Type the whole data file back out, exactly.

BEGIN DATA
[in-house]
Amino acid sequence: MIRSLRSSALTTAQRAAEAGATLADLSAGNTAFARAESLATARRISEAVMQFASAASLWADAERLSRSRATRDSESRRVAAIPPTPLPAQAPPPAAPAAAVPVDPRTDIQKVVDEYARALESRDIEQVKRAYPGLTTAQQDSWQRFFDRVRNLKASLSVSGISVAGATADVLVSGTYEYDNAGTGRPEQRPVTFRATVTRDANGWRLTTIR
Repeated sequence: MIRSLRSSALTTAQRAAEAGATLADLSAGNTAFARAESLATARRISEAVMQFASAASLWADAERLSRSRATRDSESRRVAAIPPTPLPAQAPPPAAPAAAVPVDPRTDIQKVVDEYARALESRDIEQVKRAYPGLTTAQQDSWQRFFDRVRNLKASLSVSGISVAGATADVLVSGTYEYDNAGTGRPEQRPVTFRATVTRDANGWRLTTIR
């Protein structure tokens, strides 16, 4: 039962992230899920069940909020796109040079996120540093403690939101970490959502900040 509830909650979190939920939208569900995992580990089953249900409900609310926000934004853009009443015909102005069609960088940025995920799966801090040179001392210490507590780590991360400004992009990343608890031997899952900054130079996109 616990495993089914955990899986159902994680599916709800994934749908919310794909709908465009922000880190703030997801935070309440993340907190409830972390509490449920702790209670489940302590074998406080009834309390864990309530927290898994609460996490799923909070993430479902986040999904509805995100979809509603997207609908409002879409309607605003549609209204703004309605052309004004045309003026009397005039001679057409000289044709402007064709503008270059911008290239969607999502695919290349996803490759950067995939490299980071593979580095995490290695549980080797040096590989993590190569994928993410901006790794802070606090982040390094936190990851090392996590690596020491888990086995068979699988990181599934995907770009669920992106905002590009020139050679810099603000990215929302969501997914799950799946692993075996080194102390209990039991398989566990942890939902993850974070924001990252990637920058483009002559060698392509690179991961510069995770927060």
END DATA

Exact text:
[in-house]
Amino acid sequence: MIRSLRSSALTTAQRAAEAGATLADLSAGNTAFARAESLATARRISEAVMQFASAASLWADAERLSRSRATRDSESRRVAAIPPTPLPAQAPPPAAPAAAVPVDPRTDIQKVVDEYARALESRDIEQVKRAYPGLTTAQQDSWQRFFDRVRNLKASLSVSGISVAGATADVLVSGTYEYDNAGTGRPEQRPVTFRATVTRDANGWRLTTIR
Repeated sequence: MIRSLRSSALTTAQRAAEAGATLADLSAGNTAFARAESLATARRISEAVMQFASAASLWADAERLSRSRATRDSESRRVAAIPPTPLPAQAPPPAAPAAAVPVDPRTDIQKVVDEYARALESRDIEQVKRAYPGLTTAQQDSWQRFFDRVRNLKASLSVSGISVAGATADVLVSGTYEYDNAGTGRPEQRPVTFRATVTRDANGWRLTTIR
């Protein structure tokens, strides 16, 4: 039962992230899920069940909020796109040079996120540093403690939101970490959502900040 509830909650979190939920939208569900995992580990089953249900409900609310926000934004853009009443015909102005069609960088940025995920799966801090040179001392210490507590780590991360400004992009990343608890031997899952900054130079996109 616990495993089914955990899986159902994680599916709800994934749908919310794909709908465009922000880190703030997801935070309440993340907190409830972390509490449920702790209670489940302590074998406080009834309390864990309530927290898994609460996490799923909070993430479902986040999904509805995100979809509603997207609908409002879409309607605003549609209204703004309605052309004004045309003026009397005039001679057409000289044709402007064709503008270059911008290239969607999502695919290349996803490759950067995939490299980071593979580095995490290695549980080797040096590989993590190569994928993410901006790794802070606090982040390094936190990851090392996590690596020491888990086995068979699988990181599934995907770009669920992106905002590009020139050679810099603000990215929302969501997914799950799946692993075996080194102390209990039991398989566990942890939902993850974070924001990252990637920058483009002559060698392509690179991961510069995770927060």